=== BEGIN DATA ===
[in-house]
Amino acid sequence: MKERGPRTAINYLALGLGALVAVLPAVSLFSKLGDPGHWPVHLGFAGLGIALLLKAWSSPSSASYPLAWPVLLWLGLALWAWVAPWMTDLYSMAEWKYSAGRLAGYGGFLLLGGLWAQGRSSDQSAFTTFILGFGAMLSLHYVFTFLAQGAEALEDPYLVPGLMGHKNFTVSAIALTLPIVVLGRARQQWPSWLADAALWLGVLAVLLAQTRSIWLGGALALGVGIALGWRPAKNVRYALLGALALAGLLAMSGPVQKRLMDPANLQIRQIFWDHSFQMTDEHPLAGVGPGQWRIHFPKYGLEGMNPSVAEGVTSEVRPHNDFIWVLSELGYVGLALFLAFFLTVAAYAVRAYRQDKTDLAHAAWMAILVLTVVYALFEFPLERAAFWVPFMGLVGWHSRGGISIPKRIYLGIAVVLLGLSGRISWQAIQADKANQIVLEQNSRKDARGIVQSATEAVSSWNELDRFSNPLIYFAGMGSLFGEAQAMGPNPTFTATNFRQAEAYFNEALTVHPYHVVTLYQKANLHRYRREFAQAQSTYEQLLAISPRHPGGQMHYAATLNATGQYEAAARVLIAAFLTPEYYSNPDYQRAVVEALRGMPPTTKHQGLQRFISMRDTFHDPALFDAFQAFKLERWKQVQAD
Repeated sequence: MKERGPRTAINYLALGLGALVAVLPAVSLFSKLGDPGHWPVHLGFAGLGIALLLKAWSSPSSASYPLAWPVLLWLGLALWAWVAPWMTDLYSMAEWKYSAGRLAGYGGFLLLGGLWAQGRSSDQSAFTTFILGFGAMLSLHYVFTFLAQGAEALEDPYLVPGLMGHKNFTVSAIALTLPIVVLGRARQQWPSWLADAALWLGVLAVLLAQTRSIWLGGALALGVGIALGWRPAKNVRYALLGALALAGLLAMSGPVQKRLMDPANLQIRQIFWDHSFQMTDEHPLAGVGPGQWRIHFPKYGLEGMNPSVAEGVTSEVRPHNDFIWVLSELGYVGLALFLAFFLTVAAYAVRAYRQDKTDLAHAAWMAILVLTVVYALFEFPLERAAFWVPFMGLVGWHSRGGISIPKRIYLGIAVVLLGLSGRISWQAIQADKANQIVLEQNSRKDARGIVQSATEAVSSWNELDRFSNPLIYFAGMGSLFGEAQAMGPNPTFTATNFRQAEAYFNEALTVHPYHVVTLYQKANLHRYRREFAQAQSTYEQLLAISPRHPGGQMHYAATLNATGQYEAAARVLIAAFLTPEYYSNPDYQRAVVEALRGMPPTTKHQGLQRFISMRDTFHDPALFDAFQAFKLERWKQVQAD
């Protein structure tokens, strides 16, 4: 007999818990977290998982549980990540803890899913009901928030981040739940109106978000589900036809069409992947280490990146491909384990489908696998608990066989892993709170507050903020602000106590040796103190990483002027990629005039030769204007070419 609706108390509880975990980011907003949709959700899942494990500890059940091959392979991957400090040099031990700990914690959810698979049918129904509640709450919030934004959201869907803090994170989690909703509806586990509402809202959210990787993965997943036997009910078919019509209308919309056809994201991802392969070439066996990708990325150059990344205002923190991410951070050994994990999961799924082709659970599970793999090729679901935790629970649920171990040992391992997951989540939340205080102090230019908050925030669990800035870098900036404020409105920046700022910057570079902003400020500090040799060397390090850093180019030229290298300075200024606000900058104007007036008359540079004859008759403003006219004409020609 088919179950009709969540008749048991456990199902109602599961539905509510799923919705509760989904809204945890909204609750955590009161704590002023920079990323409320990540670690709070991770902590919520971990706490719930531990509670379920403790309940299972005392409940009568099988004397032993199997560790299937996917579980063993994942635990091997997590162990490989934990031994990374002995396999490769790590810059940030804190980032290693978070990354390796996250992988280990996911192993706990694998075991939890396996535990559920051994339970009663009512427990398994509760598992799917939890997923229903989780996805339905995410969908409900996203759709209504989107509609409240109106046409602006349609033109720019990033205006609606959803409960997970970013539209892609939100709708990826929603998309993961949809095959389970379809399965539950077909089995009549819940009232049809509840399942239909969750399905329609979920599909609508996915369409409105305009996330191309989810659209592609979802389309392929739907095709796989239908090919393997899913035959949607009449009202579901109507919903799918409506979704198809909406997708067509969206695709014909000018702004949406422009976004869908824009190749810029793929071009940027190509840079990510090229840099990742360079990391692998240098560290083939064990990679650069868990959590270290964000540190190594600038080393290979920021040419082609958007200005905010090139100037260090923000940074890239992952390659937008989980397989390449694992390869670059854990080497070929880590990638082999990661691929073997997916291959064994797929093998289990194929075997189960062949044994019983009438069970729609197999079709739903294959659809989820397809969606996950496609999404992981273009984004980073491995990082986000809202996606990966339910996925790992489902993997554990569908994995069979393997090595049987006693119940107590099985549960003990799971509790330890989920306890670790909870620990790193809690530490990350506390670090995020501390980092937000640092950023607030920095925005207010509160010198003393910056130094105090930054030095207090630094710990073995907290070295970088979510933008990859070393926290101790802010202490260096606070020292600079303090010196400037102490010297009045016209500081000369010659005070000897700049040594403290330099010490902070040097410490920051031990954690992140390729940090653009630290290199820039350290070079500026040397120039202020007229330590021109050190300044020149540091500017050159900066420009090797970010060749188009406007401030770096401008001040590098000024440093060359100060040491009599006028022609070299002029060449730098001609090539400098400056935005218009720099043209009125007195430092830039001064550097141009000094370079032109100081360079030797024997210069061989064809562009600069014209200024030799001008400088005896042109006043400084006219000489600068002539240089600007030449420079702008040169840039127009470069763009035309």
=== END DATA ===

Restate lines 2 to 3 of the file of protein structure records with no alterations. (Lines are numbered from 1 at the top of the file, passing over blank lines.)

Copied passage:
Amino acid sequence: MKERGPRTAINYLALGLGALVAVLPAVSLFSKLGDPGHWPVHLGFAGLGIALLLKAWSSPSSASYPLAWPVLLWLGLALWAWVAPWMTDLYSMAEWKYSAGRLAGYGGFLLLGGLWAQGRSSDQSAFTTFILGFGAMLSLHYVFTFLAQGAEALEDPYLVPGLMGHKNFTVSAIALTLPIVVLGRARQQWPSWLADAALWLGVLAVLLAQTRSIWLGGALALGVGIALGWRPAKNVRYALLGALALAGLLAMSGPVQKRLMDPANLQIRQIFWDHSFQMTDEHPLAGVGPGQWRIHFPKYGLEGMNPSVAEGVTSEVRPHNDFIWVLSELGYVGLALFLAFFLTVAAYAVRAYRQDKTDLAHAAWMAILVLTVVYALFEFPLERAAFWVPFMGLVGWHSRGGISIPKRIYLGIAVVLLGLSGRISWQAIQADKANQIVLEQNSRKDARGIVQSATEAVSSWNELDRFSNPLIYFAGMGSLFGEAQAMGPNPTFTATNFRQAEAYFNEALTVHPYHVVTLYQKANLHRYRREFAQAQSTYEQLLAISPRHPGGQMHYAATLNATGQYEAAARVLIAAFLTPEYYSNPDYQRAVVEALRGMPPTTKHQGLQRFISMRDTFHDPALFDAFQAFKLERWKQVQAD
Repeated sequence: MKERGPRTAINYLALGLGALVAVLPAVSLFSKLGDPGHWPVHLGFAGLGIALLLKAWSSPSSASYPLAWPVLLWLGLALWAWVAPWMTDLYSMAEWKYSAGRLAGYGGFLLLGGLWAQGRSSDQSAFTTFILGFGAMLSLHYVFTFLAQGAEALEDPYLVPGLMGHKNFTVSAIALTLPIVVLGRARQQWPSWLADAALWLGVLAVLLAQTRSIWLGGALALGVGIALGWRPAKNVRYALLGALALAGLLAMSGPVQKRLMDPANLQIRQIFWDHSFQMTDEHPLAGVGPGQWRIHFPKYGLEGMNPSVAEGVTSEVRPHNDFIWVLSELGYVGLALFLAFFLTVAAYAVRAYRQDKTDLAHAAWMAILVLTVVYALFEFPLERAAFWVPFMGLVGWHSRGGISIPKRIYLGIAVVLLGLSGRISWQAIQADKANQIVLEQNSRKDARGIVQSATEAVSSWNELDRFSNPLIYFAGMGSLFGEAQAMGPNPTFTATNFRQAEAYFNEALTVHPYHVVTLYQKANLHRYRREFAQAQSTYEQLLAISPRHPGGQMHYAATLNATGQYEAAARVLIAAFLTPEYYSNPDYQRAVVEALRGMPPTTKHQGLQRFISMRDTFHDPALFDAFQAFKLERWKQVQAD